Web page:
Henderson: What happened to our once mighty neighbour?

The Windsor Star

Gord Henderson

When did America lose its mojo? When and how did the Great Republic, historic bastion of freedom and democracy, surrender its pride and self-respect?

I’m as delighted as the next resident that Ottawa came through with a billion dollars worth of lifelines for the Windsor region this week, including big bucks to keep Fiat-Chrysler here and $631 million to support construction of the all-important Detroit River International Crossing.

No sane person would rain on that parade. The torrent of money from Finance Minister Jim Flaherty’s budget might well be this region’s salvation. Tuesday, Feb. 11 was, in all likelihood, an epic turning point that saved thousands of jobs and kept this area from dissolving into an economic puddle.

Still, amid all the cork popping, it strikes me as sad and embarrassing to see our once mighty next-door neighbour, last of the former big spenders, sit on its hands while Canada picks up most of the eye-popping tab for the new trade link between our partner nations.

Thoughtful Americans are surely humiliated by the demeaning spectacle of America and Michigan riding free, counting on Canada’s chequebook to get this vital project built while they concern themselves with more urgent issues, like building a grand new home for the Red Wings.

Yes, our federal government’s financial backstopping was instrumental in bringing Michigan public opinion on board at a critical stage in the approval process. Free money from the Great White North. With no risks and no conditions. Who the heck says no to that offer?

And yet here we are, deep into the process, waiting for a foot-dragging and seemingly disinterested Washington to commit $250 million to build a customs plaza in Detroit to service traffic over the new bridge.

Meanwhile, Canada, with fewer people than California and a devalued currency, is spending eight times as much, something like $2 billion, to build the international bridge, acquire properties in Detroit and pay for connecting roads.

We’re doing their job. How did it come to this? How did a nation once labelled the planet’s sole remaining superpower, chest-thumping victor in the Cold War, become a country that can’t or won’t pay its fair share of a new link on one of the world’s busiest trade corridors?

Say what you will about Stephen Harper and company, but this Conservative regime has been shrewd, visionary and remarkably generous in its unwavering commitment to seeing this border project completed.

They have nothing to gain politically in Windsor, a Conservative wasteland, but they see the long-term picture and understand the immense value to Canada of streamlined cross-border commercial traffic.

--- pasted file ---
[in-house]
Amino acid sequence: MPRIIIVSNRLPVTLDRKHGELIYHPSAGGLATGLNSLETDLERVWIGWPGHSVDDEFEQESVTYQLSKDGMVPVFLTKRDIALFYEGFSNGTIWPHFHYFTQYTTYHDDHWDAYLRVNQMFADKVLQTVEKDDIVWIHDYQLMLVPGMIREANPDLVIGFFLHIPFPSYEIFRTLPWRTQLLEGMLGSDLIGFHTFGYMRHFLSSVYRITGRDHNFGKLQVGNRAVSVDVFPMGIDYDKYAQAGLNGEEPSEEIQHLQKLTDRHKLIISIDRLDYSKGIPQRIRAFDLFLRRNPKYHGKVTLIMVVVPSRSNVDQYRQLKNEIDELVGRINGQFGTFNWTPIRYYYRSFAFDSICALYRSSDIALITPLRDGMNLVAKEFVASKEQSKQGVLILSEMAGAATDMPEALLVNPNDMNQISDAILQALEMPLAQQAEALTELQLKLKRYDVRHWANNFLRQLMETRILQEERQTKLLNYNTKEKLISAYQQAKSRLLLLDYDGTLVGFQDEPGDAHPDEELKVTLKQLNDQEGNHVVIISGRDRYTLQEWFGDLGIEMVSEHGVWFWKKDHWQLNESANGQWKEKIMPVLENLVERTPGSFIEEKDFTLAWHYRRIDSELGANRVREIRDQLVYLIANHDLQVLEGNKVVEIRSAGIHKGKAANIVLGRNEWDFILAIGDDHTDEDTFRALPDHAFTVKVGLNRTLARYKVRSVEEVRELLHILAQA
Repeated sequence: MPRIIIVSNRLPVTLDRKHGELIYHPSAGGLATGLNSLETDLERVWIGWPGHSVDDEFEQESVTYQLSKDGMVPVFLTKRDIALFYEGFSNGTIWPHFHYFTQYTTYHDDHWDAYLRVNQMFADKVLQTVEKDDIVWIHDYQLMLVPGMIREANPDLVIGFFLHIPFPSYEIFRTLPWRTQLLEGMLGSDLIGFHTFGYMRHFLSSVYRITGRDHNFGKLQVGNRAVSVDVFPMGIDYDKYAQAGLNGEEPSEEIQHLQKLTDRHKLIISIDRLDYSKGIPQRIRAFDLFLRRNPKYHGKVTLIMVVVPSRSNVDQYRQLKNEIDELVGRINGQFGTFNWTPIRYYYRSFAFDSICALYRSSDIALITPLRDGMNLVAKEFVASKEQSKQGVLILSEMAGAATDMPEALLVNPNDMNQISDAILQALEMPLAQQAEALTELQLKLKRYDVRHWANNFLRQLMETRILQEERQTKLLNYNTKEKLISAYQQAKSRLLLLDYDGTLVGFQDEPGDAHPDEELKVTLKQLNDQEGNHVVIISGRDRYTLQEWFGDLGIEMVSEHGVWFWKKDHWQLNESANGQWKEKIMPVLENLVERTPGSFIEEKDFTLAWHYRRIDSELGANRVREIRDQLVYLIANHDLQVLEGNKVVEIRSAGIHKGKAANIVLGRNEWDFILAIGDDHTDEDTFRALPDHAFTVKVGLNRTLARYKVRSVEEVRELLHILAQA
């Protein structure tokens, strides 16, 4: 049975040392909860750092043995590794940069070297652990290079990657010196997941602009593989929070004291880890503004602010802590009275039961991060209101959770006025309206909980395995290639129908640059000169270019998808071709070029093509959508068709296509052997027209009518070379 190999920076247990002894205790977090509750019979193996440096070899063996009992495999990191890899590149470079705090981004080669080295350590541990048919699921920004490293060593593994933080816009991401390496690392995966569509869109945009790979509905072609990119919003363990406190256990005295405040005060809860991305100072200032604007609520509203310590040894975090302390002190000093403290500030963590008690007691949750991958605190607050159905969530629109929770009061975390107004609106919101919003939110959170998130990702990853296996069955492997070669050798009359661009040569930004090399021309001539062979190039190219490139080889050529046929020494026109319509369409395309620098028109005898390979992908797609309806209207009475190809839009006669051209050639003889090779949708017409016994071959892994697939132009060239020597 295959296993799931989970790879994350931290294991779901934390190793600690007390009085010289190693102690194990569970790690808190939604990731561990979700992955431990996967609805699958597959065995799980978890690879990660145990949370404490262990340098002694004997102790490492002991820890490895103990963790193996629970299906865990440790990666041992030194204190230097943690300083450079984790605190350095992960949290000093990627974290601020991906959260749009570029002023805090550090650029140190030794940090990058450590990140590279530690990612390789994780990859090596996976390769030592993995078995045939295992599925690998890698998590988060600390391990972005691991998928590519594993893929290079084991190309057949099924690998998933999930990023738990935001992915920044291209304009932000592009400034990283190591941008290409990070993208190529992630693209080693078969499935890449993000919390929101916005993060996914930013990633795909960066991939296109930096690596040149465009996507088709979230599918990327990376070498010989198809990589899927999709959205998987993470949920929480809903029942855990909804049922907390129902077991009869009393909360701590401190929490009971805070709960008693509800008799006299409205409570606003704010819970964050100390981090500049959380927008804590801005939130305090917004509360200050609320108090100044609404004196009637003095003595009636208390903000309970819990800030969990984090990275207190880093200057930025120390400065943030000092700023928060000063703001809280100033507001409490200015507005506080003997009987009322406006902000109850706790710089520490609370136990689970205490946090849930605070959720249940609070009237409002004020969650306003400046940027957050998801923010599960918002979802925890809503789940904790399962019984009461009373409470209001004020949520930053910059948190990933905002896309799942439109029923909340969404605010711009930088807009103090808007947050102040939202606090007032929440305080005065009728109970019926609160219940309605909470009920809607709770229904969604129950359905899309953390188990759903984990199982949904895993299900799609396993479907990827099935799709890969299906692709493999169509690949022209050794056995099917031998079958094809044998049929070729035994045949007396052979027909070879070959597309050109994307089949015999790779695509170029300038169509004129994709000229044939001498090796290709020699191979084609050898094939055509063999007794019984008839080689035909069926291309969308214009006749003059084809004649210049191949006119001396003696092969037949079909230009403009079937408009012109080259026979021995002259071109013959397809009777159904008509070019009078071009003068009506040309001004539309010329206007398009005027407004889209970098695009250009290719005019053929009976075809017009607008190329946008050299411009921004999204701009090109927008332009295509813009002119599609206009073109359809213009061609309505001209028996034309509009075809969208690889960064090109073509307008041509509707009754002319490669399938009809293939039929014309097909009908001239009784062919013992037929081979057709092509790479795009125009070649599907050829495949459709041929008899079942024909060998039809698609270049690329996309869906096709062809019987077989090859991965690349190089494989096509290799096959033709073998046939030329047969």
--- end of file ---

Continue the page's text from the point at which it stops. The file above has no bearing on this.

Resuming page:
Why can’t Washington see this? Why hasn’t the Obama administration been a full partner with Canada in getting this done? Why aren’t they splitting costs 50-50?

Surely a country that squandered $800 billion to $4 trillion (depending on which study you believe) on the Iraq War fiasco, including massive infrastructure investments, could find a billion for a bridge to its closest neighbour.

What happened to the America that built the Panama Canal, sent men to the moon and had the resources and foresight to sponsor a ravaged Europe’s reconstruction after the Second World War?

What became of the wartime America that, under threat of invasion from Japan, built the 2,700-km Alaska Highway through swamps and muskeg, over jagged mountains and across raging rivers, in less than eight months? Work began on March 8, 1942 and was finished that October. That was an America that believed in itself.

What would Dwight Eisenhower, two-term president and former Allied supreme commander, think of this dithering over a single bridge across a mile of calm water? This guy presided over a D-Day invasion so complex it included shipping entire harbours from England to Normandy.

In 1956 Eisenhower took time out from his golf craze to authorize construction of the National System of Interstate and Defence Highways. A quarter-century and $131 billion later, the U.S. could boast of the “greatest public works project in history” with a staggering 46,000-plus miles of interstate highways.

And this bunch can’t see their way clear to building a bridge and a short stretch of road connecting to one of those interstates? How sad is that?

This is a different America. Hobbled by $17 trillion in debt and with a Capitol paralyzed by bitter partisan gridlock, it’s a diminished country. Its space shuttles are parked in museums while American astronauts hitch rides to the space station on Russian rockets.

It’s great that Canada, on the cusp of a balanced budget, is in a position to take the lead on DRIC. But it would be nice, given the once all-important lessons of 9-11, if we could get a bit more help from the folks next door.

Originally posted by The Windsor Star